When a photographer in Arvada was diagnosed with vitiligo, a skin disorder that leaves people with discolored skin, her life changed - and at first, not for the better.

So Jasmine Colgan turned to what she knows best, taking photos, to help her adjust to her new skin.

"It was difficult because I had one skin tone all my life growing up and it was almost with the blink of an eye that I lost the pigmentation and developed a new personality, or a new identity if you will, through my skin disorder," said Colgan. "It's been crazy trying to figure out who I am, but I use my camera to help me document my process."

Jasmine Colgan photo courtesy Mark Tolbert for web_1509075180421.png
Photo of Jasmine Colgan. Courtesy: Mark Tolbert

Now, she's traveling the country meeting people with the same disorder as part of her project "Tough Skin."

A project whose name she credits to her grandmother.

"My grandma was my inspiration growing up she was the strongest woman I ever met in my life. When she was sick in the hospital, she made a comment towards me, I was crying - I had just been diagnosed with vitiligo, and I was like grandma I don't know what's going to happen - I'm so afraid, I don't know what's going to happen, I don't know what I'm going to look like and she was like Jasmine you gotta have tough skin," said Colgan.

Jasmine has been working on Tough Skin for six years.

She connects with people through social media then heads out to meet them in person.

"I travel out to meet them in their locations, and I photograph their skin, and hear their experience living with the skin disorder," she said.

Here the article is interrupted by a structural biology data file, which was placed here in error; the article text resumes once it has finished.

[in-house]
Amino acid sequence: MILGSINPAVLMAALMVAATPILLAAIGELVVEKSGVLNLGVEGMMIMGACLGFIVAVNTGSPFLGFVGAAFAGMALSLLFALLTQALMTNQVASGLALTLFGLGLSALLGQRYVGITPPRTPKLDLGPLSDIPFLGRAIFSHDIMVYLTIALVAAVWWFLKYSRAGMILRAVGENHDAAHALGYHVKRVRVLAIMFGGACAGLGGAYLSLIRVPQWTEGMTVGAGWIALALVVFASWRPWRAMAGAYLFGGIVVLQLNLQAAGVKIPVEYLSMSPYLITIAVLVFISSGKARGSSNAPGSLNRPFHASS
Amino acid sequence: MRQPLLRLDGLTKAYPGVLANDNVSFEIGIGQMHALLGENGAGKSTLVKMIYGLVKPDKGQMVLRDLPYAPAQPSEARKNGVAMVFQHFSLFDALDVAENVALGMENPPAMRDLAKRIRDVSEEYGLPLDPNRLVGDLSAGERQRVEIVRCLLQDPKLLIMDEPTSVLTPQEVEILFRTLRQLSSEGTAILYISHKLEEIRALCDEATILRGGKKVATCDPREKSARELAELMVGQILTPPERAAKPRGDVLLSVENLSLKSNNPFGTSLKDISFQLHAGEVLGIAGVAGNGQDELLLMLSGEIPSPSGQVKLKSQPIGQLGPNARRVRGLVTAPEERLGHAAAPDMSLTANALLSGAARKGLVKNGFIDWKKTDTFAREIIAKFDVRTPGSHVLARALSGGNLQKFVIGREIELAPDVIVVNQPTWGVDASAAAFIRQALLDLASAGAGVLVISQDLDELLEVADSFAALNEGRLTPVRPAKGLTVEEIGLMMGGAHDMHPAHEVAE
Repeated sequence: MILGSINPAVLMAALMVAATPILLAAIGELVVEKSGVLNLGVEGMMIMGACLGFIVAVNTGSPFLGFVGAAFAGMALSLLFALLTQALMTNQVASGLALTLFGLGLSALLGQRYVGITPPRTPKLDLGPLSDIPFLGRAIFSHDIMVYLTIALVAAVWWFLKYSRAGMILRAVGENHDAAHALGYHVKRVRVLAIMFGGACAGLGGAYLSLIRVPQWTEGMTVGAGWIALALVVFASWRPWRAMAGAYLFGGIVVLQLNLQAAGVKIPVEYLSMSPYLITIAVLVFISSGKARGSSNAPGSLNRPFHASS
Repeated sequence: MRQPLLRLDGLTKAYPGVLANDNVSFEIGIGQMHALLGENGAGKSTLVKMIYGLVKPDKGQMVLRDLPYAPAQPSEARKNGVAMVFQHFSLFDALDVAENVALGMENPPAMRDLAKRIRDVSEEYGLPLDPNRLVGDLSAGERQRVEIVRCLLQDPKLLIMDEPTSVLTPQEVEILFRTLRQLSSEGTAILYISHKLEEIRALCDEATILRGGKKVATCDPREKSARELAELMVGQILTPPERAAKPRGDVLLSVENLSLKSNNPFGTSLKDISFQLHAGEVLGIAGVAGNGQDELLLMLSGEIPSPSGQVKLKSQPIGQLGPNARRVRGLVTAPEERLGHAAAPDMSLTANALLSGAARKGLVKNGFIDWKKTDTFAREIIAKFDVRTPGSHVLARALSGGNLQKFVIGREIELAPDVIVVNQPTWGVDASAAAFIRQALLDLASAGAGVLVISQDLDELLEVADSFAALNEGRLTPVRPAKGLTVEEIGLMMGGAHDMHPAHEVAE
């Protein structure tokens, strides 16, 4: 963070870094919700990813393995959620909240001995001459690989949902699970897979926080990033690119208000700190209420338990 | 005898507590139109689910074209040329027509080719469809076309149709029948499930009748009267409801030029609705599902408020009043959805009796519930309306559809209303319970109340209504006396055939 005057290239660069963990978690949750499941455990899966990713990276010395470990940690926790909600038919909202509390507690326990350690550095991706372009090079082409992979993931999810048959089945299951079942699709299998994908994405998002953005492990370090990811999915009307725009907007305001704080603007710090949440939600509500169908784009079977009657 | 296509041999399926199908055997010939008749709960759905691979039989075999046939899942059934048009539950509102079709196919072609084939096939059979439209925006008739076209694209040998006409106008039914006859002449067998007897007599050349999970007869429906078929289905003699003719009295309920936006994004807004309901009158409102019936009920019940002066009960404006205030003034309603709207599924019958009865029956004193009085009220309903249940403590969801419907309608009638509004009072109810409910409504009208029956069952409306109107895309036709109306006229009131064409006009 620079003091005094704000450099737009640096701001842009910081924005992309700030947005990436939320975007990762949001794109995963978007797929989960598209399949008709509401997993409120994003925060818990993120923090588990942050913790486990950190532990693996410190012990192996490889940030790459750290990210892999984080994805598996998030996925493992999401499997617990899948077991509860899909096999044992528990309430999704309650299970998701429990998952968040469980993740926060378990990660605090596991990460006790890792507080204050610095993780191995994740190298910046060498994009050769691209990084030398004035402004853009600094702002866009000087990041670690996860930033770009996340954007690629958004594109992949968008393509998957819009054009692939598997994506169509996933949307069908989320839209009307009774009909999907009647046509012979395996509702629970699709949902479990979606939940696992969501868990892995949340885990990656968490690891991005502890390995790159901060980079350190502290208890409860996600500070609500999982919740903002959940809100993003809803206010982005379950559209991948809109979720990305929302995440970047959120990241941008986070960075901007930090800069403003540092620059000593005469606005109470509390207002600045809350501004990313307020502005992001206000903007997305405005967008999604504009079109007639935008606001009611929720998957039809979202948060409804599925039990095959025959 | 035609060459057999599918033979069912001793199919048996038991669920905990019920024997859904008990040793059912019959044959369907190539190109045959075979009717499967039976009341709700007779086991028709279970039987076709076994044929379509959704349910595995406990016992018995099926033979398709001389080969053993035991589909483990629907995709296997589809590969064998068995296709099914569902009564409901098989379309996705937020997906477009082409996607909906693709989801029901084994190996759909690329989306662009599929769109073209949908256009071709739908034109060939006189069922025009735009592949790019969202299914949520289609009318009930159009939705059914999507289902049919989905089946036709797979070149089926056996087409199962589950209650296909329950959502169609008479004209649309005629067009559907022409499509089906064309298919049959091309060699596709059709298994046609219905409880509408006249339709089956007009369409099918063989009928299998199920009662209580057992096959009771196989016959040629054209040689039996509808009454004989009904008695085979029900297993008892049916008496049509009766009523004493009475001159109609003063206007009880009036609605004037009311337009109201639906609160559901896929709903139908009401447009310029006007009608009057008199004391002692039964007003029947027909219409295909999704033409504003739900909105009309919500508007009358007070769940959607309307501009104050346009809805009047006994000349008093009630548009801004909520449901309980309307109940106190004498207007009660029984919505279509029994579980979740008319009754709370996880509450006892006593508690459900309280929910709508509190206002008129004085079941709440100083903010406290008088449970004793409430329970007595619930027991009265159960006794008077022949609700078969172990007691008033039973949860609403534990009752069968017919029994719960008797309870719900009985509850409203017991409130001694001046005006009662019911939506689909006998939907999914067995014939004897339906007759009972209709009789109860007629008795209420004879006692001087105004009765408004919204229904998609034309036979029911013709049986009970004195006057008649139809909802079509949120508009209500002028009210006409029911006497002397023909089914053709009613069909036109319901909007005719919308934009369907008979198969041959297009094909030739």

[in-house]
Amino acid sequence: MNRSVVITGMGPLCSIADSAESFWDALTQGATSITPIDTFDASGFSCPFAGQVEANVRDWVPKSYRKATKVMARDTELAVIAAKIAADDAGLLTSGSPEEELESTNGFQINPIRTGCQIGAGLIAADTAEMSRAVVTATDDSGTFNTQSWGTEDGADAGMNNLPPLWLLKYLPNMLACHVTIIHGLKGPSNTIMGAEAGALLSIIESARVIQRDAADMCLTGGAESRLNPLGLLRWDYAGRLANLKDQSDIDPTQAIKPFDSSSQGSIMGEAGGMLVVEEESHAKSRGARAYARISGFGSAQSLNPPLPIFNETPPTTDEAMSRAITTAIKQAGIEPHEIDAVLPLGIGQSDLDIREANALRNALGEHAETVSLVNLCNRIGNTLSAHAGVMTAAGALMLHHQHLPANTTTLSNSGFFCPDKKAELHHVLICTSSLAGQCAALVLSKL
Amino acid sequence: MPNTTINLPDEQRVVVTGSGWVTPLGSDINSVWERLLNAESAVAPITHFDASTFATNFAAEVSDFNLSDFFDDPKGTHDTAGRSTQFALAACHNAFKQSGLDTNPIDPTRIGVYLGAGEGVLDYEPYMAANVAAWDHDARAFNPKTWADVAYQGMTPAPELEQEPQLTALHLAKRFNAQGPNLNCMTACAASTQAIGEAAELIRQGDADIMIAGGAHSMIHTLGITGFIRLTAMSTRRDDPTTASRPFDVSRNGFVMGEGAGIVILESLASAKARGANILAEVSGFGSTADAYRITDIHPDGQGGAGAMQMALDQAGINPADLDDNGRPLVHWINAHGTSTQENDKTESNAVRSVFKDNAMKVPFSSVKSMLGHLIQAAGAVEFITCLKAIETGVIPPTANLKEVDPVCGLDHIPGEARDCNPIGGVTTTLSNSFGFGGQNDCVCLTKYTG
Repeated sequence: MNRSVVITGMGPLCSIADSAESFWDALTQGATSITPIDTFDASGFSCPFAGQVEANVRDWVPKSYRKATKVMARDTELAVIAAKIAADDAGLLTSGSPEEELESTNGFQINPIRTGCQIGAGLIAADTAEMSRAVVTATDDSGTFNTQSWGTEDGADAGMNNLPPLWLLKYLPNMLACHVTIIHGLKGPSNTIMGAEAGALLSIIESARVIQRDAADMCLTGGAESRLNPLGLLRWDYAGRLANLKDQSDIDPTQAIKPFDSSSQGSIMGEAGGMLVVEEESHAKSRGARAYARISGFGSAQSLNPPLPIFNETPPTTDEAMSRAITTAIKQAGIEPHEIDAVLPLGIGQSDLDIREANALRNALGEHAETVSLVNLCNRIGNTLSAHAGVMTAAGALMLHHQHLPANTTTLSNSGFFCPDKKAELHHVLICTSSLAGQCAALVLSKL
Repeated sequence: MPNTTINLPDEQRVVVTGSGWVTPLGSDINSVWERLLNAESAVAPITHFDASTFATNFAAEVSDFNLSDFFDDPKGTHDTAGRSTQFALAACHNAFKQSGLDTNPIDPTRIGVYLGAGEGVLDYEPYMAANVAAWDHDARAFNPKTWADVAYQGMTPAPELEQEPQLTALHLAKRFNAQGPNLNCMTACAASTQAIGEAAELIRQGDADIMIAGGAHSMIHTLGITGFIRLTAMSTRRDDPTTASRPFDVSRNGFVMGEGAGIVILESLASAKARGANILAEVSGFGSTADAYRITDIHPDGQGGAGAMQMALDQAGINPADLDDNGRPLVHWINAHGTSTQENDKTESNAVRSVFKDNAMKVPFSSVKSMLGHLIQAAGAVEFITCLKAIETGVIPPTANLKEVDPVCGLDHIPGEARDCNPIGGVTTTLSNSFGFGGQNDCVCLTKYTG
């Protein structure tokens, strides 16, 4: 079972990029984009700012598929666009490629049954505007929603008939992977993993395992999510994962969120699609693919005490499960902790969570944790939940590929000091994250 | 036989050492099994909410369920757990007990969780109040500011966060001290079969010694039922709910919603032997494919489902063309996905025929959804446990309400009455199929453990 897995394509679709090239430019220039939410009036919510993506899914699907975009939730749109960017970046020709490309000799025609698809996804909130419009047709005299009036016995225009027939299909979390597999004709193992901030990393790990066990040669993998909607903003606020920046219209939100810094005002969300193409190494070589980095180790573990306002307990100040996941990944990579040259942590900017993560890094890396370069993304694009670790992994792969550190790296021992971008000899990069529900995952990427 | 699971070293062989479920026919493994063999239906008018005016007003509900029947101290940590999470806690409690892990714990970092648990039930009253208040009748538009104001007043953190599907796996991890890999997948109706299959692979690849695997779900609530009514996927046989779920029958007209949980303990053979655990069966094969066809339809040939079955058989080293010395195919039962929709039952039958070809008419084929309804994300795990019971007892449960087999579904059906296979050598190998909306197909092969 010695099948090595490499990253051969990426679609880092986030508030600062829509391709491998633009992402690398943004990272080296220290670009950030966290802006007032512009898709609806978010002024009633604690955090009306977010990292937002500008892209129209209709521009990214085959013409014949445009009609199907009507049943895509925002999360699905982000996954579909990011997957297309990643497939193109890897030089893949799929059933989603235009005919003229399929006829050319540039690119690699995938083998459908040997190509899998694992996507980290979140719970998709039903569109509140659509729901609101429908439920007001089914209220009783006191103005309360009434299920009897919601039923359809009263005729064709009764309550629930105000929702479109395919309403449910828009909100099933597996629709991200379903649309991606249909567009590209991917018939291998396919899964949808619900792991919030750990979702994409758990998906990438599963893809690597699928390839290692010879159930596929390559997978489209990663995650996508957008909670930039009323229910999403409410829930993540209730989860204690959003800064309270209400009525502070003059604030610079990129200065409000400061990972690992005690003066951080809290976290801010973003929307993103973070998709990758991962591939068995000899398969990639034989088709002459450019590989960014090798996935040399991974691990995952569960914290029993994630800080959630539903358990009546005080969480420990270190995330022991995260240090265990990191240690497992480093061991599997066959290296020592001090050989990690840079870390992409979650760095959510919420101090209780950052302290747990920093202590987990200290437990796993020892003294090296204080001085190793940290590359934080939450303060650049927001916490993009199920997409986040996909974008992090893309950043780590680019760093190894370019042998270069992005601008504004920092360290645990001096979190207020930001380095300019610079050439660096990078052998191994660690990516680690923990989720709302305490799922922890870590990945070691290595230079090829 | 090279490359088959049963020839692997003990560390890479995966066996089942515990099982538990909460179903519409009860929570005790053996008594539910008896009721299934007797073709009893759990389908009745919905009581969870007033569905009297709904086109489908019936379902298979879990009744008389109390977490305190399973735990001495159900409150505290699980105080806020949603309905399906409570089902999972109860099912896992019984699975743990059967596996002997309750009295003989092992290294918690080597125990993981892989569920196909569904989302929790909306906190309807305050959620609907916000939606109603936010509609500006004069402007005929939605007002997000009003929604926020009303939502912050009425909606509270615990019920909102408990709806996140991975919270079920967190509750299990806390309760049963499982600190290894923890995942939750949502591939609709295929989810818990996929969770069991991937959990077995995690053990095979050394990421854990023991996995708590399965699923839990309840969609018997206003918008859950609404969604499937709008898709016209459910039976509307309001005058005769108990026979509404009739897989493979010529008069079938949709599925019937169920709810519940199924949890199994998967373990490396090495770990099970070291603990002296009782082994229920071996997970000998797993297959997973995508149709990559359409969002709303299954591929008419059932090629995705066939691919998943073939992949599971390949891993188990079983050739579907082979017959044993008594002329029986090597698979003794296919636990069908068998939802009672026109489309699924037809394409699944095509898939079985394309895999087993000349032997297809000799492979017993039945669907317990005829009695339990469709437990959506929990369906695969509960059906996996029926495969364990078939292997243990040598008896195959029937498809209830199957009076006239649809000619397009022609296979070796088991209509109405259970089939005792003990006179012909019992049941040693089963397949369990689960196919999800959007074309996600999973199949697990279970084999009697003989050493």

One of those people is 14-year-old Sabrina Harris, a freshman at Columbine High School.

Sabrina developed vitiligo when she was just eight years-old.

"It was just one spot, and it started to spread and I was kind of confused what it was, but like I learned that it wouldn't change the way I felt or my health so I didn't let it change what I was doing with my life. It's not genetic it's autoimmune in my case and it just made me feel like more unique that I had something that made me look different and I think it gave me a new confidence to love the skin that I have," said Harris.

Sabrina's mother, Rebecca Harris connected with Jasmine on Facebook.
The three met in person in October.

"She threw me off guard, I was expecting a shy freshman, you know just entered high school, but she's already a young woman. It's incredible to see what the skin disorder kind of impacts on such a young age," said Colgan.

Sabrina, was just as impressed.
"I just think that her {Jasmine} work is really cool because it just shows their differences aren't what define them, they just like are beautiful no matter how they look," said Sabrina.

Rebecca added her daughter's, and Jasmine's, stories aren't only inspiring for people with vitiligo, but for everyone.

"I don't know whether these strong personalities are blessed with vitiligo to lead the rest of us, or whether that's something they develop because of the vitiligo, but I love how that community just always has that strength," said Rebecca.

"Vitiligo doesn't discriminate. It can just, it'll affect anybody," said Jasmine. "It will pick you and it's a matter of staying strong and you know loving the tough skin that you're in."

Jasmine's work will be displayed at the TedX Women in Art Adventure on Thursday, November 9, at ATC DEN on 3420 Larimer Street from 6 to 9 p.m.

Vitiligo occurs when pigment-producing cells (melanocytes) die or stop producing melanin — the pigment that gives your skin, hair and eyes color. The involved patches of skin become lighter or white. Doctors don't know why the cells fail or die. It may be related to:

  • A disorder in which your immune system attacks and destroys the melanocytes in the skin
  • Family history (heredity)
  • A trigger event, such as sunburn, stress or exposure to industrial chemicals

For more information about vitiligo, you can visit the Mayo Clinic's webpage on the skin disorder.